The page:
BACKGROUND: Immigrant and refugee families form a growing proportion of the Canadian population and experience barriers in accessing primary health care services. The aim of this study was to examine the experiences of access to primary health care by African immigrant and refugee families. METHODS: Eighty-three families originating from 15 African countries took part in multiple open ended interviews in western Canada. Qualitative data was collected in six different languages between 2013 and 2015...
January 9, 2017: International Journal for Equity in Health
https://www.readbyqxmd.com/read/28062822/improving-health-care-for-spanish-speaking-rural-dairy-farm-workers
#6
Caledonia Buckheit, Dwan Pineros, Ardis Olson, Deborah Johnson, Stephen Genereaux
BACKGROUND: Dartmouth Geisel Migrant Health (DGMH) is a medical student group that provides on-site health services for Spanish-speaking dairy workers in rural Vermont and New Hampshire in conjunction with a federally qualified health center (FQHC). STUDY OBJECTIVE: This project was undertaken to evaluate and improve the services provided by DGMH and the FQHC and to refine understanding of the target population. METHODS: We surveyed 25 workers at 6 collaborating dairy farms to identify health priorities and concerns and perceived barriers and facilitators to health care for these workers...
January 2017: Journal of the American Board of Family Medicine: JABFM
https://www.readbyqxmd.com/read/28057003/discrimination-against-childbearing-romani-women-in-maternity-care-in-europe-a-mixed-methods-systematic-review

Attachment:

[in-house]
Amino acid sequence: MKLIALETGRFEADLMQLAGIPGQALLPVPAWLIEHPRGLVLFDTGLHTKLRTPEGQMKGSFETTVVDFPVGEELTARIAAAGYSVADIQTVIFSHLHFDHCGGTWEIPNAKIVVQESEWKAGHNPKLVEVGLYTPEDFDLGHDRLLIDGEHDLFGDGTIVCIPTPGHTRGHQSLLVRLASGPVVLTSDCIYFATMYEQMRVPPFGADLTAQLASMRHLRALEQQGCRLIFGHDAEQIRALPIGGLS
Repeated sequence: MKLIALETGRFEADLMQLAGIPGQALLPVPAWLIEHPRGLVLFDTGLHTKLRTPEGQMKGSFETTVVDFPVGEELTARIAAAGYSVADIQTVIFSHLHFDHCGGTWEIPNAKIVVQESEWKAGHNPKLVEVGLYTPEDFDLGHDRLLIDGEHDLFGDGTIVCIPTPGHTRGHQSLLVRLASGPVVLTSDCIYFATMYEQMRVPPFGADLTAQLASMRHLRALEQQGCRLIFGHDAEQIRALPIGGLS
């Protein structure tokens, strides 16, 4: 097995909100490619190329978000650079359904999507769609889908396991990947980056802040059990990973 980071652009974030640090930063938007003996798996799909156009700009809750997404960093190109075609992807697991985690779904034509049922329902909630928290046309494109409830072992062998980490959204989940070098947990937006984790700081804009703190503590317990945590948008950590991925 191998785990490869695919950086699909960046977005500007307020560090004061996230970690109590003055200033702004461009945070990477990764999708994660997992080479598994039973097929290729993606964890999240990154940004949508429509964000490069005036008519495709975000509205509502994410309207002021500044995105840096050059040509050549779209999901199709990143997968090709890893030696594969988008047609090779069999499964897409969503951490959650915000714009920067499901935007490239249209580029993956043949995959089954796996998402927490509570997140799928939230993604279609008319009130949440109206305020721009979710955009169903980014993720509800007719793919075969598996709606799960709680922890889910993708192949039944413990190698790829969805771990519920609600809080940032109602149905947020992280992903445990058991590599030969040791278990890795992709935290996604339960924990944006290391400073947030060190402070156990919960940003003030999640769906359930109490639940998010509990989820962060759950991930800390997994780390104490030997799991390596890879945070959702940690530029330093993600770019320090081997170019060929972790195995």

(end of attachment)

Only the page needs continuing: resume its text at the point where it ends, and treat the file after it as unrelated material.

#7
REVIEW
Helen L Watson, Soo Downe
BACKGROUND: Freedom from discrimination is one of the key principles in a human rights-based approach to maternal and newborn health. OBJECTIVE: To review the published evidence on discrimination against Romani women in maternity care in Europe, and on interventions to address this. SEARCH STRATEGY: A systematic search of eight electronic databases was undertaken in 2015 using the terms "Roma" and "maternity care". A broad search for grey literature included the websites of relevant agencies...
January 5, 2017: Reproductive Health
https://www.readbyqxmd.com/read/28031058/assessment-of-knowledge-attitude-and-practice-towards-consanguineous-marriages-among-a-cohort-of-multiethnic-health-care-providers-in-saudi-arabia
#8
Dhekra Alnaqeb, Hanan Hamamy, Amira M Youssef, Khalid Al-Rubeaan
This study aimed to assess knowledge, attitude and practice related to consanguinity among multiethnic health care providers in the Kingdom of Saudi Arabia. Using a cross-sectional study design, a validated, self-administered close-ended questionnaire was randomly distributed to health care providers in different health institutions in the country between 1st August 2012 and 31st July 2013. A total of 1235 health care providers completed the study questionnaire. Of the 892 married participants (72.23% of total), 11...
December 29, 2016: Journal of Biosocial Science
https://www.readbyqxmd.com/read/28008234/the-australasian-hepatology-association-consensus-guidelines-for-the-provision-of-adherence-support-to-patients-with-hepatitis-c-on-direct-acting-antivirals
#9
Jacqueline A Richmond, Suzanne Sheppard-Law, Susan Mason, Sherryne L Warner
BACKGROUND: Hepatitis C is a blood-borne virus primarily spread through sharing of drug-injecting equipment. Approximately 150 million people worldwide and 230,000 Australians are living with chronic hepatitis C infection. In March 2016, the Australian government began subsidizing direct acting antivirals (DAAs) for the treatment of hepatitis C, which are highly effective (95% cure rate) and have few side effects. However, there is limited evidence to inform the provision of adherence support to people with hepatitis C on DAAs including the level of medication adherence required to achieve a cure...
2016: Patient Preference and Adherence
https://www.readbyqxmd.com/read/27981169/challenges-in-cancer-self-management-of-patients-with-limited-english-proficiency
#10
Fang-Yu Chou, Lily Y Kuang, Jeannette Lee, Grace J Yoo, Lei-Chun Fung